Train; bus; plane; bus; metro; marshrutka (minibus); taxi; four-wheel-drive – and after about 27 hours travel and almost no sleep I made it to Tusheti, the remotest part of Georgia, across the watershed of the High Caucasus near Daghestan and Azerbaijan. It can only be reached by a four-wheel-drive-only track across a virtually 3,000-metre-high pass that is closed by snow from mid-October to May. I’m here to research a sixth edition of my Bradt Travel Guide to Georgia, and it’s only because I’m huddled in my chilly room without wifi and with just one dim energy-saving light bulb (powered by solar panels that clearly aren’t seeing enough sunlight) that I’m writing this.
Georgia’s other two mountain areas are far more accessible – Kazbegi (or Stepantsminda) on the Georgian Military Highway, the road to Russia, and Svaneti with a road that was totally rebuilt in 2011, cutting the driving time from Zugdidi to Mestia from 6 hours to under 3 – and both are getting pretty busy. Svaneti in particular is easily reached from Kutaisi airport, Georgia’s booming low-cost airline hub, and is attracting considerable numbers of hikers seeking some seriously tough back-country adventure. There are also many new guesthouses in the main town, Mestia, and in other villages, which are busy with tourists seeking a less strenuous, more cultural, experience. Tusheti, however, remains remote and mysterious, and will do so as long as the road remains so rough (no, you can’t fly in, short of chartering a helicopter – while Mestia does have an airport). But now I hear of plans to drive a tunnel through the mountains from Pankisi (which until recently had the reputation of being a hideout for Chechen guerrillas and jihadists, because it has a small Muslim population, although most are peaceful Sufis). If this were ever to happen, it would be a disaster for Tusheti – it would be flooded with tourists, many just on day trips, yet large hotels would be built, and the virgin pine forests would doubtless be plundered. They hope for World Bank funding for the tunnel – if there’s any sign of that, I will be leading the campaign to block it.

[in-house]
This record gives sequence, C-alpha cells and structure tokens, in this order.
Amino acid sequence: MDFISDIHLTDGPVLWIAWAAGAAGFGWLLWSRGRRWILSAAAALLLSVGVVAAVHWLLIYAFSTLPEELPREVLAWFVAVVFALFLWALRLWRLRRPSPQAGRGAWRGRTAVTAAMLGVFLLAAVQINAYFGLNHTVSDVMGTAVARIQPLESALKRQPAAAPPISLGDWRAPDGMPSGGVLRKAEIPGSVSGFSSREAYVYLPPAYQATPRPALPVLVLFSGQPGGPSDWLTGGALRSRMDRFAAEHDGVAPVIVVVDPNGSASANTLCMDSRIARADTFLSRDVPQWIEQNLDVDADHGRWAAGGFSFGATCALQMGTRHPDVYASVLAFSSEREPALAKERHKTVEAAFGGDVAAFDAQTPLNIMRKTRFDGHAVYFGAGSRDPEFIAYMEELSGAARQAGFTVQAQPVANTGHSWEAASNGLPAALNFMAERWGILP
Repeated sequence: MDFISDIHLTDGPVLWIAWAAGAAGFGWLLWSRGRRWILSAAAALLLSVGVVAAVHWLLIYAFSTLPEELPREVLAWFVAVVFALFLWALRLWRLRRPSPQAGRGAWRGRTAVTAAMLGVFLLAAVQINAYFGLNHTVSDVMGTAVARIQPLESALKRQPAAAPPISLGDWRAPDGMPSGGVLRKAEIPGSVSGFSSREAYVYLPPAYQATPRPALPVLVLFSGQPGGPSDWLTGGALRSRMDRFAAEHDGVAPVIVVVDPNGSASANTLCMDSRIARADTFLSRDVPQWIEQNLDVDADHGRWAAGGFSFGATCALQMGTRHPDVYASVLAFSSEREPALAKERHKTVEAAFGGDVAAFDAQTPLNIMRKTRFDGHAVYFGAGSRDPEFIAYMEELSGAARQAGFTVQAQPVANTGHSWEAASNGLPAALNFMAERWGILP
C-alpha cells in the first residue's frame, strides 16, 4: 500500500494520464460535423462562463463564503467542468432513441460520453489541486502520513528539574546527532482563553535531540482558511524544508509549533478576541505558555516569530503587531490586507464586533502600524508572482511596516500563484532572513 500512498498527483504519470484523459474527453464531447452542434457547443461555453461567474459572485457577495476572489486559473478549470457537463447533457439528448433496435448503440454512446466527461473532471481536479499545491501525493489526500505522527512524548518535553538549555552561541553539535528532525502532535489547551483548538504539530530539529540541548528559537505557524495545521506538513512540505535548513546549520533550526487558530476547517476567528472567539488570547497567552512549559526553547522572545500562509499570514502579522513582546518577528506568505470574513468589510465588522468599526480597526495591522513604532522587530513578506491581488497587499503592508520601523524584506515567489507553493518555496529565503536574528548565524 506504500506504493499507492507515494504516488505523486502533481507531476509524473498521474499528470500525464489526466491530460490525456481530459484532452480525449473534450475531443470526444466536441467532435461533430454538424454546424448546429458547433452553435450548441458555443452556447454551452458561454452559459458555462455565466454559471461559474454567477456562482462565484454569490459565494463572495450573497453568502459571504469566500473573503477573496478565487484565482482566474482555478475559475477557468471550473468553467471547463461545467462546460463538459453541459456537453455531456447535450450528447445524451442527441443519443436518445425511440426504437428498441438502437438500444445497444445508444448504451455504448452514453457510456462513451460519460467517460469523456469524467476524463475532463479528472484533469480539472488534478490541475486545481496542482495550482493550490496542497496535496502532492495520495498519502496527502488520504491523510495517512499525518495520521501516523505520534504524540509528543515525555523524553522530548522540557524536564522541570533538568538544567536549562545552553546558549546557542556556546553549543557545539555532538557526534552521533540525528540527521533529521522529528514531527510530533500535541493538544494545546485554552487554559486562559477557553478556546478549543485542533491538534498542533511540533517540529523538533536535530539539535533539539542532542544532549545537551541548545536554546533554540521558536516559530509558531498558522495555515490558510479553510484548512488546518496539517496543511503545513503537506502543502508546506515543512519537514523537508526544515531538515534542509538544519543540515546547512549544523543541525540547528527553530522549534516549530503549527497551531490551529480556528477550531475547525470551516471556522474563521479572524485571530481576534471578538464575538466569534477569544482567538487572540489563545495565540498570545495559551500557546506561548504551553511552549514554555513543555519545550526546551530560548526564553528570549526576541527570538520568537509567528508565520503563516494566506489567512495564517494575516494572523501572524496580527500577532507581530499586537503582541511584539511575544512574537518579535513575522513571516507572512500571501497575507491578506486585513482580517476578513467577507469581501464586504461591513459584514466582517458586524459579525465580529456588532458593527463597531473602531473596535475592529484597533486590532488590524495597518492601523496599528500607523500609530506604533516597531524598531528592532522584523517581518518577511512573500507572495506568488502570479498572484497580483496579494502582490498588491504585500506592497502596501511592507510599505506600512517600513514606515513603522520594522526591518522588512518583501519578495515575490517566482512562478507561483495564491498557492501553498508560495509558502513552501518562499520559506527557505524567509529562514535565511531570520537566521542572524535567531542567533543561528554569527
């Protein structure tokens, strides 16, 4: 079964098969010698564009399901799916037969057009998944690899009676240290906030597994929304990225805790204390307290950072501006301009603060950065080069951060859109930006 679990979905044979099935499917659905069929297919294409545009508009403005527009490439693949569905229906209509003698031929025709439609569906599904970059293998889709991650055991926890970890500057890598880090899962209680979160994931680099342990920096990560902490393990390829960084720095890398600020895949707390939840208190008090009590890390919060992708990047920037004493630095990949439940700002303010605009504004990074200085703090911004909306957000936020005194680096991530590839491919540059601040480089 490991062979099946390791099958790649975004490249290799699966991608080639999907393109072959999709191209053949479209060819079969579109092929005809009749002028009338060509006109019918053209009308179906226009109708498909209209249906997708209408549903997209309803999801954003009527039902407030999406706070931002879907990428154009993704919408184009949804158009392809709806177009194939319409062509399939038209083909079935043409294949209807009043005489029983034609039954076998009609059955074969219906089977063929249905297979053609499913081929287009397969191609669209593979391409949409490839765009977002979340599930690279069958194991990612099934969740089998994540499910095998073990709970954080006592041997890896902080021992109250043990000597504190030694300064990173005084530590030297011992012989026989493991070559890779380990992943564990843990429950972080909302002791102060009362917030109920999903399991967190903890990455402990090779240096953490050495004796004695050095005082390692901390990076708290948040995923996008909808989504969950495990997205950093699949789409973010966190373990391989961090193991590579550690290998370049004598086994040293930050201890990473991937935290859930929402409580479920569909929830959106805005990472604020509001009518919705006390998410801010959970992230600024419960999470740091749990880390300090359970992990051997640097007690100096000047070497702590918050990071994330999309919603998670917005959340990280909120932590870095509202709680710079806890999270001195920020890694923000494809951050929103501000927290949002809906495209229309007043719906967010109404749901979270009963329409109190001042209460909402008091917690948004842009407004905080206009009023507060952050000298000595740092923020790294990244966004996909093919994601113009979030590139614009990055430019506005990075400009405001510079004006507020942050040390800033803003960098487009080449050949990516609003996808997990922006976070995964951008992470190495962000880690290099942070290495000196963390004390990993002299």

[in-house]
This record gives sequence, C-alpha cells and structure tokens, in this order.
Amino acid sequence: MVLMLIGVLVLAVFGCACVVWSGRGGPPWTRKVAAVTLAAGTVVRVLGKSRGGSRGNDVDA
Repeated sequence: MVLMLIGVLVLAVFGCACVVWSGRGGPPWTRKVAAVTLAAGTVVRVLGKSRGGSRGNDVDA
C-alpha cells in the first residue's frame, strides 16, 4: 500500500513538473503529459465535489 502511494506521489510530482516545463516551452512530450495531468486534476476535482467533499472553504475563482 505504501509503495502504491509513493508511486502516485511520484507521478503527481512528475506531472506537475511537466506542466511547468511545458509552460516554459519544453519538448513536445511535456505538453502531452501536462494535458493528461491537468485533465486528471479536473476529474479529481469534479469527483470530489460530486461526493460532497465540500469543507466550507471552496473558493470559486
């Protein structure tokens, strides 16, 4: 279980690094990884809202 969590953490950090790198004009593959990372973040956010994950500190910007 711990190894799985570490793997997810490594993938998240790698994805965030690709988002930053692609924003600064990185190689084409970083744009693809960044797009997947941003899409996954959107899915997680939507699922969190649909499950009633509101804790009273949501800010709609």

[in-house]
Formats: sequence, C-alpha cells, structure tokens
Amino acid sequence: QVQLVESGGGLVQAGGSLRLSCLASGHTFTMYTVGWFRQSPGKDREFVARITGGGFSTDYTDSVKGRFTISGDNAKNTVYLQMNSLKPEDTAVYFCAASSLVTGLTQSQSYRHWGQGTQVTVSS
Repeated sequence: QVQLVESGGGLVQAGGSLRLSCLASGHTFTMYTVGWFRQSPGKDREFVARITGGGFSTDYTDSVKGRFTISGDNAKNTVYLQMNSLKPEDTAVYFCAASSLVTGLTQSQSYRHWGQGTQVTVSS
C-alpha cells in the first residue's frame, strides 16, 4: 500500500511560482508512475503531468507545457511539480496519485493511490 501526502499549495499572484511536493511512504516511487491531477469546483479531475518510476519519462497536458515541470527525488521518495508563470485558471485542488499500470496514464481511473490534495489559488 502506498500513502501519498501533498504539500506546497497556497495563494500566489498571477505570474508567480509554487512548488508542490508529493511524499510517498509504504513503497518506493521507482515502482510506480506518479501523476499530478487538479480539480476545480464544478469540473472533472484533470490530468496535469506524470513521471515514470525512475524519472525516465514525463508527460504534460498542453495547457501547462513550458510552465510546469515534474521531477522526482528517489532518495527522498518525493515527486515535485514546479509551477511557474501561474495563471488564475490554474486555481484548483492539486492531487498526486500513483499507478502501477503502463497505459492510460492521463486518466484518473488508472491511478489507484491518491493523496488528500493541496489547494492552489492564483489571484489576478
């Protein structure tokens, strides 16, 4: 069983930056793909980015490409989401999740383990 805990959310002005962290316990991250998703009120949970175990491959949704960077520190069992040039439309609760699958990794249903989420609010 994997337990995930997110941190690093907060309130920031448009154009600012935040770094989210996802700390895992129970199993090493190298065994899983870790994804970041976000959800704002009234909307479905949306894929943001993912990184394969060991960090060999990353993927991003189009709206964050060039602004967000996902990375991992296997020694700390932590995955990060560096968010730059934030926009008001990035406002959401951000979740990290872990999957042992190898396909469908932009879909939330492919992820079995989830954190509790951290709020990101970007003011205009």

When I first went to Svaneti at the end of the 1990s it had a well-earned reputation for lawlessness and banditry, and only a few carefully guided tourists ever went there – the idea that we would now be wanting to protect other areas from Svaneti-style over-touristification would have been utterly laughable. But here we are.
Anyway, it’s bright and cold and very beautiful here – there’s snow already at the end of September and more is falling on the pass. The guesthouse owners are closing up two weeks earlier than usual, nailing up tarpaulins over their balconies and all other openings, and heading down to their winter homes in Kvemo Alvani (where they also grow all the vegetables that are brought up to Tusheti in summer). Many of them can drive down, but all the cows, horses and sheep have to walk over the pass and down, one of the last great transhumances that used to be common in mountain areas around the world but have now almost vanished. They follow the 4WD road, with vehicles forcing their way through, and are still on the move in the dark at 8pm with a couple of herders on foot, while others on horses go ahead and build fires at improvised campsites. Sheep leave first, at the end of September, with the cows and horses following; it takes them three days from Omalo in Tusheti to Kvemo Alvani, where they stay until November. Then they walk on to the Vashlovani area near the border of Azerbaijan, taking a week, and return to Kvemo Alvani at the end of April. Again the sheep leave first for Tusheti, at the end of May (as soon as it’s possible to hike over the pass), and the cows and horses follow soon after – there’s a great video on YouTube of horses sliding down on their haunches on the snowy slope from the pass. It was a great privilege to see this, and if anyone wants to travel with the herders I can put them in touch with someone who can arrange it.